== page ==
How often should you be eating per day?

Please Select an Answer.
Correct
Wrong

Eat when your body needs it.

Eating frequent small meals throughout the day may keep you from getting too hungry (and noshing on unhealthy eats later), but when it comes to determining what meal frequency is healthiest, the medical literature is mixed, says Sharon Richter, RD, a registered dietitian based in New York City. “[It] probably depends more on your personal preference and what works for your lifestyle.”

If you’re a natural grazer and do better when you don’t let yourself get too hungry, then go ahead and eat smaller meals more often. If your body craves more at mealtimes and you can go longer without eating, then do that. Whatever your pleasure, just make sure you’re paying attention to hunger cues and calorie intake—and only eating when your body needs it.

7/9
QUESTION 7

If you plan on eating a big meal later, fast before to save calories.

Please Select an Answer.
Correct
Wrong

Fasting won’t do you any favors.

While it may seem like you’re “saving up” calories to nosh at dinnertime by skipping breakfast and lunch, the math isn’t that simple.

For one thing, if you don’t eat all day, you’ll probably end up making poor (read: high-calorie) food choices later on simply because you’re starving.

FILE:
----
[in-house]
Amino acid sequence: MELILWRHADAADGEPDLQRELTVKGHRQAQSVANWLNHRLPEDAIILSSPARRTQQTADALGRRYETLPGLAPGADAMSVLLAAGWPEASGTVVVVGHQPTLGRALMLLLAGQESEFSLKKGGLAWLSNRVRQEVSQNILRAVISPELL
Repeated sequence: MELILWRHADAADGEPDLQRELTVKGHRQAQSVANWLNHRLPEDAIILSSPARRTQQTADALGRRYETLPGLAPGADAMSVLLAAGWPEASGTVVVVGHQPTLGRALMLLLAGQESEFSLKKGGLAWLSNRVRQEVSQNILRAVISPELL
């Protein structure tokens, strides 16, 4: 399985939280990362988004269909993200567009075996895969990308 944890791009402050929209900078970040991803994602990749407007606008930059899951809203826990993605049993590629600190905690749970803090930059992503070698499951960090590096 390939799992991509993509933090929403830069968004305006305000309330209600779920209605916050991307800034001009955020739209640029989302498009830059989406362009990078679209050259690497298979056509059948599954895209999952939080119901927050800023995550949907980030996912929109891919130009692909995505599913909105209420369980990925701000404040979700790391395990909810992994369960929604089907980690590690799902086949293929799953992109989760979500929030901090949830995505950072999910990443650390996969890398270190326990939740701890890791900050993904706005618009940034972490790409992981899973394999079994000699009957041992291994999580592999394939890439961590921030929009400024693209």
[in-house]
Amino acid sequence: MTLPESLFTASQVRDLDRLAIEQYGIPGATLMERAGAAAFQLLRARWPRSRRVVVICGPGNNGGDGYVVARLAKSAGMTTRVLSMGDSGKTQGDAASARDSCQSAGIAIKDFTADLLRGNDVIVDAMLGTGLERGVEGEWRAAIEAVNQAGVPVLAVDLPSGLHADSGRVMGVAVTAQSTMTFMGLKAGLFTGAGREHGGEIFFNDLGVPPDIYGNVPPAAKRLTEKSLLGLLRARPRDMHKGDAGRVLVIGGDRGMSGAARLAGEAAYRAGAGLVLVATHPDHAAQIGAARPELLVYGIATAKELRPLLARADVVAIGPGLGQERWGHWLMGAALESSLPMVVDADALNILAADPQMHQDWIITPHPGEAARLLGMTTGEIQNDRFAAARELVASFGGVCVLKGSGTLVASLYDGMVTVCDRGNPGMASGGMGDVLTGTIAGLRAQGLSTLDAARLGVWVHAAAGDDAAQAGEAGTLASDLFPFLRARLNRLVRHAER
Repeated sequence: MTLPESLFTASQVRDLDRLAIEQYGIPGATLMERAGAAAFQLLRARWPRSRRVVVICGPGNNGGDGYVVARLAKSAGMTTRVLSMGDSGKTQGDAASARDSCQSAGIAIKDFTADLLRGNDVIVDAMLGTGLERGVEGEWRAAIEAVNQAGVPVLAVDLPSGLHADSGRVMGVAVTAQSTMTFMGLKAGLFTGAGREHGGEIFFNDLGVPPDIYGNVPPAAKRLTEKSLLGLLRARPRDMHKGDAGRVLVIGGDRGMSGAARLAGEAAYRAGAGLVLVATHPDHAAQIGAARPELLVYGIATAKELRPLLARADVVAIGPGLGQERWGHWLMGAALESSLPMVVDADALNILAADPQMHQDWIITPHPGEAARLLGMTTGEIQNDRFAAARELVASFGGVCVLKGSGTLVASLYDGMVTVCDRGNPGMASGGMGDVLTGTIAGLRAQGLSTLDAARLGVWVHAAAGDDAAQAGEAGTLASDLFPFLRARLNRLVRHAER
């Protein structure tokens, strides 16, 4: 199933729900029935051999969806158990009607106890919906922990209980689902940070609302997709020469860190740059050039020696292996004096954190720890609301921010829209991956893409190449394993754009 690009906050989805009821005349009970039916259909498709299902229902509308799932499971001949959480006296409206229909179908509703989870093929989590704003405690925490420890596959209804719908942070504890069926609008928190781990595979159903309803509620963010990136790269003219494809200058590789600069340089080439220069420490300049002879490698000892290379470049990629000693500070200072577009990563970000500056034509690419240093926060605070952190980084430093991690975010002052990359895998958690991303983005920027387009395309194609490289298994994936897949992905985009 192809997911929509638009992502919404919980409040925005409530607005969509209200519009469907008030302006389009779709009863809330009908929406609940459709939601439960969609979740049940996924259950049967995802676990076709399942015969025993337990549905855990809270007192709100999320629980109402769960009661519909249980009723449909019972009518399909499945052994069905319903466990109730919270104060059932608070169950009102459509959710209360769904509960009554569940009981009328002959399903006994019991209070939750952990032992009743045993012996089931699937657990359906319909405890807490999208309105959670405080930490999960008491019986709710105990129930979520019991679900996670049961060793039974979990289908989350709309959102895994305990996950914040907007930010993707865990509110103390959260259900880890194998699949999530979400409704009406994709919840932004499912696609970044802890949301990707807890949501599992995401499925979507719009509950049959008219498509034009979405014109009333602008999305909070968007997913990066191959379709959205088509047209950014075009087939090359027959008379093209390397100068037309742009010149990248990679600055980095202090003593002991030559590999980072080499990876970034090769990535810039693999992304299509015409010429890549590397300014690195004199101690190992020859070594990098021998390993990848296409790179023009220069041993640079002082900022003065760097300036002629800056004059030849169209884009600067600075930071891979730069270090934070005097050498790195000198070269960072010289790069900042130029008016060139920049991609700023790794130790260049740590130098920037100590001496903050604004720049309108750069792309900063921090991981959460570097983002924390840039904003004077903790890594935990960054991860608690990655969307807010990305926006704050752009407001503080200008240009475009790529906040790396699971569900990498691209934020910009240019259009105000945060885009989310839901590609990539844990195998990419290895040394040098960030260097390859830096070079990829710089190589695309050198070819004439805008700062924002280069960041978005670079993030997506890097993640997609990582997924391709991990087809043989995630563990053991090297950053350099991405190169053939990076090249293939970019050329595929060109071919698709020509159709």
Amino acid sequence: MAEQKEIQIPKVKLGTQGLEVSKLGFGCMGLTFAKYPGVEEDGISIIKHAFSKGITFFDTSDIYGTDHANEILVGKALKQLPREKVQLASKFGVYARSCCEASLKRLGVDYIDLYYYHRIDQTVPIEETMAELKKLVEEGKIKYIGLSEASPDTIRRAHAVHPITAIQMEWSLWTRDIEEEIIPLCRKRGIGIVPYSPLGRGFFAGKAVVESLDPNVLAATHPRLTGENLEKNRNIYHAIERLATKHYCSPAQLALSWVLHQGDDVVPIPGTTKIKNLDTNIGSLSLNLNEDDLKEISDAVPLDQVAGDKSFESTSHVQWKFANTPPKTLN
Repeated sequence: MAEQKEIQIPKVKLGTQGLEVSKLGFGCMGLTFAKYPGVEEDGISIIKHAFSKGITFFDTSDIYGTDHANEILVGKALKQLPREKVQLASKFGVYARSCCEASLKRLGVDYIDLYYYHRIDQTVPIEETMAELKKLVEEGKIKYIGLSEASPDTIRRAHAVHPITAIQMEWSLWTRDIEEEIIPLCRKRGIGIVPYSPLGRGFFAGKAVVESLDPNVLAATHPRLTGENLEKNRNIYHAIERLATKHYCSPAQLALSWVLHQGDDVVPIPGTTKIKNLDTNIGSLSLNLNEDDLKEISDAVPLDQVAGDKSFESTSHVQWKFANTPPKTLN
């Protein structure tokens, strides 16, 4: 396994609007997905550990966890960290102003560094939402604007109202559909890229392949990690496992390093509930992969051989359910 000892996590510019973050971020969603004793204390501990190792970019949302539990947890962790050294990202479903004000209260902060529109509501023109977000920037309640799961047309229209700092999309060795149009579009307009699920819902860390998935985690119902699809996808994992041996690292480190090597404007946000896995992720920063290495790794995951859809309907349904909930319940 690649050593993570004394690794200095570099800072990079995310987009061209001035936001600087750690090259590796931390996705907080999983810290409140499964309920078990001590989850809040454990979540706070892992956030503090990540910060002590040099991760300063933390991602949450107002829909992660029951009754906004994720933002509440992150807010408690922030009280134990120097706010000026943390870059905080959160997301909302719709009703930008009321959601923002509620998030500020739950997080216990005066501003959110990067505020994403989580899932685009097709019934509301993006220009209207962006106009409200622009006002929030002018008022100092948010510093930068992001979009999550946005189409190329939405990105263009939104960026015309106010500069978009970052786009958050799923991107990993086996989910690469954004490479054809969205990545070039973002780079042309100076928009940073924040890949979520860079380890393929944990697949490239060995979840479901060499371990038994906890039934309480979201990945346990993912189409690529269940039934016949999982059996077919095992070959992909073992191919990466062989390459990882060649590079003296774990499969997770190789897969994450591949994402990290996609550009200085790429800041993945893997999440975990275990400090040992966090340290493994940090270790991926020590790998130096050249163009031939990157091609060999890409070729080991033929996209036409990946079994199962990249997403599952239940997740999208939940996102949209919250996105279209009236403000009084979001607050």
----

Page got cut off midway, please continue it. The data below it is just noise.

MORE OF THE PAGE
You also know (or just learned from Question 6) that eating mini meals throughout the day can help prevent that from happening. What’s more, studies have shown that eating breakfast can actually result in fewer calories eaten throughout the day.  

The bottom line? Fasting won’t help your health, since you’ll probably end up feasting a little too hard. If you want to indulge later, fill up on low-calorie, high-fiber foods, like fruit, veggies and whole grains until the big meal.

8/9
QUESTION 8

You should cut out carbs if you want to lose weight or be healthier.

Please Select an Answer.
Correct
Wrong

Don’t ditch those carbs just yet!

The good news is that you don’t need to give carbs the boot to be healthy—if you’re eating the right kind. Simple carbs, like in white bread, pasta, and cookies, are easily broken down by the body, which means that they can spike your blood sugar. They may give you a quick energy boost, but lack nutrition. Complex carbs, including whole grains, vegetables, and legumes, take longer for your body to digest so they have less of a spiking effect on blood sugar. Complex carbs also have more vitamins, more minerals, and more fiber, which slows digestion and can help keep you full.

9/9
QUESTION 9

Blended smoothies provide as much fiber as whole fruits and veggies.

Please Select an Answer.
Correct
Wrong

Sip, sip away!

Smoothie lovers, rejoice! Sipping on a strawberry-banana smoothie has just as much fiber as eating the whole fruits. Here’s why: Fiber doesn’t get digested, but instead passes through your system more or less intact to help move other foods through your system effectively. So if your molars, stomach acid, and digestive tract can’t even break fiber down, neither can your blender.

Quiz Results

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Reviewed by: Preeti Parikh, MD, . Review date: Jan. 26, 2018